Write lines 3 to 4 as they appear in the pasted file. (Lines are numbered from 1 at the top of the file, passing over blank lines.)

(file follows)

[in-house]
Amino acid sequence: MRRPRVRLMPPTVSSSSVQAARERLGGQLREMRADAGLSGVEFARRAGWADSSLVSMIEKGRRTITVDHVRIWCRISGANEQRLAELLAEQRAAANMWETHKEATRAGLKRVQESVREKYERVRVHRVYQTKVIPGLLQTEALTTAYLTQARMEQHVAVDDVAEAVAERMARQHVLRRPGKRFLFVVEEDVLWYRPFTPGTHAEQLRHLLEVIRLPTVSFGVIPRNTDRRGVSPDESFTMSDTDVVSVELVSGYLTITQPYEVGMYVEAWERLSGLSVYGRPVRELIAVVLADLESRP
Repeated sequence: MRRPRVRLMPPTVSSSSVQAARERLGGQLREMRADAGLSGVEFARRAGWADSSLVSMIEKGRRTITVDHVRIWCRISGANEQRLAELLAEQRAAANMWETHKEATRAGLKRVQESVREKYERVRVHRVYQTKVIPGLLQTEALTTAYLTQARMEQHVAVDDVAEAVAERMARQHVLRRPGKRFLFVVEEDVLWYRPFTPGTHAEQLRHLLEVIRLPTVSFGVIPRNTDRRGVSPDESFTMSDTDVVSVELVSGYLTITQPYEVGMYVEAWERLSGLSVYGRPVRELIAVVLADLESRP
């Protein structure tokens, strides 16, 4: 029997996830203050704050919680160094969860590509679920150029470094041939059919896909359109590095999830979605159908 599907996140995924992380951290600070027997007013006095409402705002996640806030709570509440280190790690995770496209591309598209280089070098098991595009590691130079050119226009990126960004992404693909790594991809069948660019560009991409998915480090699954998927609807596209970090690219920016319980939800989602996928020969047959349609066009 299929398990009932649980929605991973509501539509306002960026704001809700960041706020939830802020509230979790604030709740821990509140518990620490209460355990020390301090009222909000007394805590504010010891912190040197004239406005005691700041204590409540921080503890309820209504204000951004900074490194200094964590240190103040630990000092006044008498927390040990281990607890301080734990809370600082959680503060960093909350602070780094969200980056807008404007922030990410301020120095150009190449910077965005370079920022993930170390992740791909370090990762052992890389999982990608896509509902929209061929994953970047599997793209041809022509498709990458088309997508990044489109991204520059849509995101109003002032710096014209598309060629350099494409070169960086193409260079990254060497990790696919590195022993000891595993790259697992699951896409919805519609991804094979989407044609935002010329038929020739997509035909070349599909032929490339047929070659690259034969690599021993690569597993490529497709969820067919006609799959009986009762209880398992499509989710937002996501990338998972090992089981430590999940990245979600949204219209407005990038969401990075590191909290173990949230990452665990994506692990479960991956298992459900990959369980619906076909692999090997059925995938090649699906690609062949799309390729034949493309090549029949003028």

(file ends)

Repeated sequence: MRRPRVRLMPPTVSSSSVQAARERLGGQLREMRADAGLSGVEFARRAGWADSSLVSMIEKGRRTITVDHVRIWCRISGANEQRLAELLAEQRAAANMWETHKEATRAGLKRVQESVREKYERVRVHRVYQTKVIPGLLQTEALTTAYLTQARMEQHVAVDDVAEAVAERMARQHVLRRPGKRFLFVVEEDVLWYRPFTPGTHAEQLRHLLEVIRLPTVSFGVIPRNTDRRGVSPDESFTMSDTDVVSVELVSGYLTITQPYEVGMYVEAWERLSGLSVYGRPVRELIAVVLADLESRP
């Protein structure tokens, strides 16, 4: 029997996830203050704050919680160094969860590509679920150029470094041939059919896909359109590095999830979605159908 599907996140995924992380951290600070027997007013006095409402705002996640806030709570509440280190790690995770496209591309598209280089070098098991595009590691130079050119226009990126960004992404693909790594991809069948660019560009991409998915480090699954998927609807596209970090690219920016319980939800989602996928020969047959349609066009 299929398990009932649980929605991973509501539509306002960026704001809700960041706020939830802020509230979790604030709740821990509140518990620490209460355990020390301090009222909000007394805590504010010891912190040197004239406005005691700041204590409540921080503890309820209504204000951004900074490194200094964590240190103040630990000092006044008498927390040990281990607890301080734990809370600082959680503060960093909350602070780094969200980056807008404007922030990410301020120095150009190449910077965005370079920022993930170390992740791909370090990762052992890389999982990608896509509902929209061929994953970047599997793209041809022509498709990458088309997508990044489109991204520059849509995101109003002032710096014209598309060629350099494409070169960086193409260079990254060497990790696919590195022993000891595993790259697992699951896409919805519609991804094979989407044609935002010329038929020739997509035909070349599909032929490339047929070659690259034969690599021993690569597993490529497709969820067919006609799959009986009762209880398992499509989710937002996501990338998972090992089981430590999940990245979600949204219209407005990038969401990075590191909290173990949230990452665990994506692990479960991956298992459900990959369980619906076909692999090997059925995938090649699906690609062949799309390729034949493309090549029949003028």